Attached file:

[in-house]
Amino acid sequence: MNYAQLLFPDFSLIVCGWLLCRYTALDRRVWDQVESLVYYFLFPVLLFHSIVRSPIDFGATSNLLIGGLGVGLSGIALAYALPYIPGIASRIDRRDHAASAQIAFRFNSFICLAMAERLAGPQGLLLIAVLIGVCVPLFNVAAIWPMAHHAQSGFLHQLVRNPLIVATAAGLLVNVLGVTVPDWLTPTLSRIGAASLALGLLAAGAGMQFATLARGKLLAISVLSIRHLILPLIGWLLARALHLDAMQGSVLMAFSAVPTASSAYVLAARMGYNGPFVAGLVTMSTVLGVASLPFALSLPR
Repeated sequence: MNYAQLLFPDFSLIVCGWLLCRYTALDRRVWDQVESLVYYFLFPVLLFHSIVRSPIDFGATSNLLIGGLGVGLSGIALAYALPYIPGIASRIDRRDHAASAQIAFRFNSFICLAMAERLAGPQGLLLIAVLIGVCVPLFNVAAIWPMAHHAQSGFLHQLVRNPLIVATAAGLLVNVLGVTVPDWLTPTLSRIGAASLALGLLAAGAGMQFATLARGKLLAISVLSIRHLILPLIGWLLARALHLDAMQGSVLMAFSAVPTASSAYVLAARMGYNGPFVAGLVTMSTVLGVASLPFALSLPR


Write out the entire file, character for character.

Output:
[in-house]
Amino acid sequence: MNYAQLLFPDFSLIVCGWLLCRYTALDRRVWDQVESLVYYFLFPVLLFHSIVRSPIDFGATSNLLIGGLGVGLSGIALAYALPYIPGIASRIDRRDHAASAQIAFRFNSFICLAMAERLAGPQGLLLIAVLIGVCVPLFNVAAIWPMAHHAQSGFLHQLVRNPLIVATAAGLLVNVLGVTVPDWLTPTLSRIGAASLALGLLAAGAGMQFATLARGKLLAISVLSIRHLILPLIGWLLARALHLDAMQGSVLMAFSAVPTASSAYVLAARMGYNGPFVAGLVTMSTVLGVASLPFALSLPR
Repeated sequence: MNYAQLLFPDFSLIVCGWLLCRYTALDRRVWDQVESLVYYFLFPVLLFHSIVRSPIDFGATSNLLIGGLGVGLSGIALAYALPYIPGIASRIDRRDHAASAQIAFRFNSFICLAMAERLAGPQGLLLIAVLIGVCVPLFNVAAIWPMAHHAQSGFLHQLVRNPLIVATAAGLLVNVLGVTVPDWLTPTLSRIGAASLALGLLAAGAGMQFATLARGKLLAISVLSIRHLILPLIGWLLARALHLDAMQGSVLMAFSAVPTASSAYVLAARMGYNGPFVAGLVTMSTVLGVASLPFALSLPR